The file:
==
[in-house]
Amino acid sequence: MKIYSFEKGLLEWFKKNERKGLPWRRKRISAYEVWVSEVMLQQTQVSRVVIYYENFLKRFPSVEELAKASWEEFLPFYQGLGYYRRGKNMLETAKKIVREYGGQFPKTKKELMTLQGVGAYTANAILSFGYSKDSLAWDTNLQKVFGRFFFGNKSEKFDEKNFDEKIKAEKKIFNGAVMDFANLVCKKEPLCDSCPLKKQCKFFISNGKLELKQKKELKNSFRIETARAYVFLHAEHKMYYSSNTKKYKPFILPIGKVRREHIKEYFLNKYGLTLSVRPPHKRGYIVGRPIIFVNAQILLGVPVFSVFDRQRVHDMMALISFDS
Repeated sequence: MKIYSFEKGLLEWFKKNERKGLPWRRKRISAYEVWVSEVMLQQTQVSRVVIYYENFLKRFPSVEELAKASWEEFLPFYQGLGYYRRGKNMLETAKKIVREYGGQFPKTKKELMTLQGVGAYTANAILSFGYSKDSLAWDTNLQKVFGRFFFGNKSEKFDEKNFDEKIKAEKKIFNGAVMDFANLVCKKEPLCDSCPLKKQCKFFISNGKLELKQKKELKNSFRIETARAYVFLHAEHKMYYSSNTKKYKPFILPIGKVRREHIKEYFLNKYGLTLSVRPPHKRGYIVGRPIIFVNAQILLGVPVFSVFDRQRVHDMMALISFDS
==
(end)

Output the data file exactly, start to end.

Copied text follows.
[in-house]
Amino acid sequence: MKIYSFEKGLLEWFKKNERKGLPWRRKRISAYEVWVSEVMLQQTQVSRVVIYYENFLKRFPSVEELAKASWEEFLPFYQGLGYYRRGKNMLETAKKIVREYGGQFPKTKKELMTLQGVGAYTANAILSFGYSKDSLAWDTNLQKVFGRFFFGNKSEKFDEKNFDEKIKAEKKIFNGAVMDFANLVCKKEPLCDSCPLKKQCKFFISNGKLELKQKKELKNSFRIETARAYVFLHAEHKMYYSSNTKKYKPFILPIGKVRREHIKEYFLNKYGLTLSVRPPHKRGYIVGRPIIFVNAQILLGVPVFSVFDRQRVHDMMALISFDS
Repeated sequence: MKIYSFEKGLLEWFKKNERKGLPWRRKRISAYEVWVSEVMLQQTQVSRVVIYYENFLKRFPSVEELAKASWEEFLPFYQGLGYYRRGKNMLETAKKIVREYGGQFPKTKKELMTLQGVGAYTANAILSFGYSKDSLAWDTNLQKVFGRFFFGNKSEKFDEKNFDEKIKAEKKIFNGAVMDFANLVCKKEPLCDSCPLKKQCKFFISNGKLELKQKKELKNSFRIETARAYVFLHAEHKMYYSSNTKKYKPFILPIGKVRREHIKEYFLNKYGLTLSVRPPHKRGYIVGRPIIFVNAQILLGVPVFSVFDRQRVHDMMALISFDS